MELBER: Heidi, your view on all of that as well as the gender gap discussion we were having?

HEIDI PRZYBYLA, NATIONAL POLITICAL CORRESPONDENT, MSNBC: So I don`t think we`ve heard the end of this story. And I`m going to differ just a little bit with Michael Steele. I think that this is not necessarily for personal reasons. All of our reporting today suggested that she took everybody by surprise. She took the White House. She even took her own staff by surprise.

And so there`s something else to this story. I think she made clear in her remarks that this is not about 2020. That was the first round of speculation that came out this morning when the announcement broke. But I do think that there is more to it here. The president himself said maybe she`ll come back in some other capacity, whether that is running for office at some other level or in some other position within the White House. We just don`t know.

But I`m going to quote from Mark Sanford, the Congressman from that state who`s the former governor, very plugged in who was on our network today and said, "There`s something that doesn`t quite smell right about this. Stay tuned."

MELBER: Well, Michael, you know what that means.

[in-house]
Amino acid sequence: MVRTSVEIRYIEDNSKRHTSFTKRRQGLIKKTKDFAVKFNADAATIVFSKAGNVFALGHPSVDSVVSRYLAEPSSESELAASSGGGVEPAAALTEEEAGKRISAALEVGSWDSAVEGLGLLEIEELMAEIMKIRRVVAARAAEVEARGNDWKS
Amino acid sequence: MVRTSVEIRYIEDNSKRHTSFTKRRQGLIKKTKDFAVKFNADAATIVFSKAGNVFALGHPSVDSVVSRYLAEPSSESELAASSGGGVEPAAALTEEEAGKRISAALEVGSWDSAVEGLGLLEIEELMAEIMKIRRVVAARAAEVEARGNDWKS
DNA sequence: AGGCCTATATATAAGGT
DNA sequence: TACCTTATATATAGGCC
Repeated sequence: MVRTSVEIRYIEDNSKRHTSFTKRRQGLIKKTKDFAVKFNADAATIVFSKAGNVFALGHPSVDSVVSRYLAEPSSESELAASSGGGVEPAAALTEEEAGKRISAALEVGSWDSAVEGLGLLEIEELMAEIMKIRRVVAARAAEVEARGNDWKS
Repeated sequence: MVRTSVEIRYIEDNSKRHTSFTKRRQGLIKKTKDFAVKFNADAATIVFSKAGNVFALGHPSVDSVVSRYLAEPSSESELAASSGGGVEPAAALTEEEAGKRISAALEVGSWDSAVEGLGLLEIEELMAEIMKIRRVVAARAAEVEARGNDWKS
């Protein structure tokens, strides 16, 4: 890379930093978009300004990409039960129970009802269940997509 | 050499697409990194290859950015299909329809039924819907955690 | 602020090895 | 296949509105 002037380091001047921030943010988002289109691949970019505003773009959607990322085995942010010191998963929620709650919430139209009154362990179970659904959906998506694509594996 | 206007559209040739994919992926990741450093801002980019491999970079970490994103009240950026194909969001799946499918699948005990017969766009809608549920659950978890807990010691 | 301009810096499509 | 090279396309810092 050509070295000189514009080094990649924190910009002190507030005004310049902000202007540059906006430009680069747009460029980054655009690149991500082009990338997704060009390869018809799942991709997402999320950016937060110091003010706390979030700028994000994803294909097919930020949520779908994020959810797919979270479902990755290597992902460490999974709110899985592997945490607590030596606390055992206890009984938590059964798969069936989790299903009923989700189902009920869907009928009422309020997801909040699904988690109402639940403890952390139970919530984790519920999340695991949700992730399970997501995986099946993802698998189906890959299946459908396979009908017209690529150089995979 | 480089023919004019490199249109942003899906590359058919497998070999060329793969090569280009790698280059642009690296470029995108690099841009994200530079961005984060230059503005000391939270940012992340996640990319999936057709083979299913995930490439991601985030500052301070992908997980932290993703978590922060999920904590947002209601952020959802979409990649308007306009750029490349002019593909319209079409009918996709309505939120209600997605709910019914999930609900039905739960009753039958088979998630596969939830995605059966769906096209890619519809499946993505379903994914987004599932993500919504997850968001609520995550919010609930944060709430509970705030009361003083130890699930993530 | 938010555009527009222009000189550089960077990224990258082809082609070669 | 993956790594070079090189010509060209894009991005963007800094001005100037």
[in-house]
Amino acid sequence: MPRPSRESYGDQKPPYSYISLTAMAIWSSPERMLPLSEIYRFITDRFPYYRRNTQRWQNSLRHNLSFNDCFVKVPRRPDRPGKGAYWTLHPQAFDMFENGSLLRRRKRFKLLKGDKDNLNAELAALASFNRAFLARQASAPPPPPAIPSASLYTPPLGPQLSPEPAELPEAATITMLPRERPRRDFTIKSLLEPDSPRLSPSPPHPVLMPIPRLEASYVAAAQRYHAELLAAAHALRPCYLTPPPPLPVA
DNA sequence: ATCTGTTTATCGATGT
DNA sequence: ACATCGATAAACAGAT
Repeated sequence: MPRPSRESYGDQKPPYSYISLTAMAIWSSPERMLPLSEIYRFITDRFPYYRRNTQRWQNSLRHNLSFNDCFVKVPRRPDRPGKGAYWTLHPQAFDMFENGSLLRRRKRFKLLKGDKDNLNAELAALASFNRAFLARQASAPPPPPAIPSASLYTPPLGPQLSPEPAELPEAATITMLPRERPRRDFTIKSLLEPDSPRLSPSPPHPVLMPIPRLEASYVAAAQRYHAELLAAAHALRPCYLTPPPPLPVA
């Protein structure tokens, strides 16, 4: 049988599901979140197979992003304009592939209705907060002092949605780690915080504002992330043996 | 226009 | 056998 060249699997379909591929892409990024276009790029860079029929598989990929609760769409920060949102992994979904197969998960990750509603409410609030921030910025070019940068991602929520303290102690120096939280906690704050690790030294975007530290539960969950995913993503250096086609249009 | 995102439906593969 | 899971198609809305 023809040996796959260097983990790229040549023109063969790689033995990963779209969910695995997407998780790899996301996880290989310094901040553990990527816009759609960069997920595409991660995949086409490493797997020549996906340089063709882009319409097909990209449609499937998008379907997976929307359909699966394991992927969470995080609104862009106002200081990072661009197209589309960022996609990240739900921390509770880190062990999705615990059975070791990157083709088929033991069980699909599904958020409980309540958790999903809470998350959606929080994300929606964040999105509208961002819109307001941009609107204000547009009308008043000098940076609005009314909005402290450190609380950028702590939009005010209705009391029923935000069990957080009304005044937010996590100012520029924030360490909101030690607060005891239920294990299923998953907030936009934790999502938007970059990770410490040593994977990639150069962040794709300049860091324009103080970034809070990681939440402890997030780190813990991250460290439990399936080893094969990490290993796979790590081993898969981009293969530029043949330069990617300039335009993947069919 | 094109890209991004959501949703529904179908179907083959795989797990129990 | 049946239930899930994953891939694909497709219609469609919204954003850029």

STEELE: What`s that?

MELBER: If Heidi`s right, you`re wrong.

STEELE: Well, that`s just fine. I just don`t think it`s as complicated as some people want to make it. I mean sometimes a politician makes a very personal decision. I`ve been in that space and know what that`s like. So I will take it on face value what she says and not second guess her motives or her intent without anything further to go on.

I think if she`s ready to step down, let`s take it at face value, she`s ready to step down. Sometimes, it`s not a conspiracy and it`s not as more dramatic than just that.

PRZYBYLA: Ari, there`s one other thing just real quick.

MELBER: Let me get rev and then back to you.


SHARPTON: Let me also slightly disagree with the new goateed Michael Steele. And that is that I think that the symbolic nature of how this rolled out, right after we dealt with Kavanaugh, with the real exodus of a lot of women, particularly white women, from Trump. And for these high- profile, maybe the most high-profile female in his administration to leave, I think does damage to him in the midterm elections.

Because even though a lot of Americans are debating about what we want, we know what we don`t want. We don`t want to go backwards. And I think that the Kavanaugh nomination and confirmation, going into the Supreme Court, threatening gender rights, threatening racial rights and others, they don`t want to go back there. And I think her exiting is somewhat of a symbolic thing of the exit of a lot of women that gave Donald Trump the benefit of the doubt. And he knows it.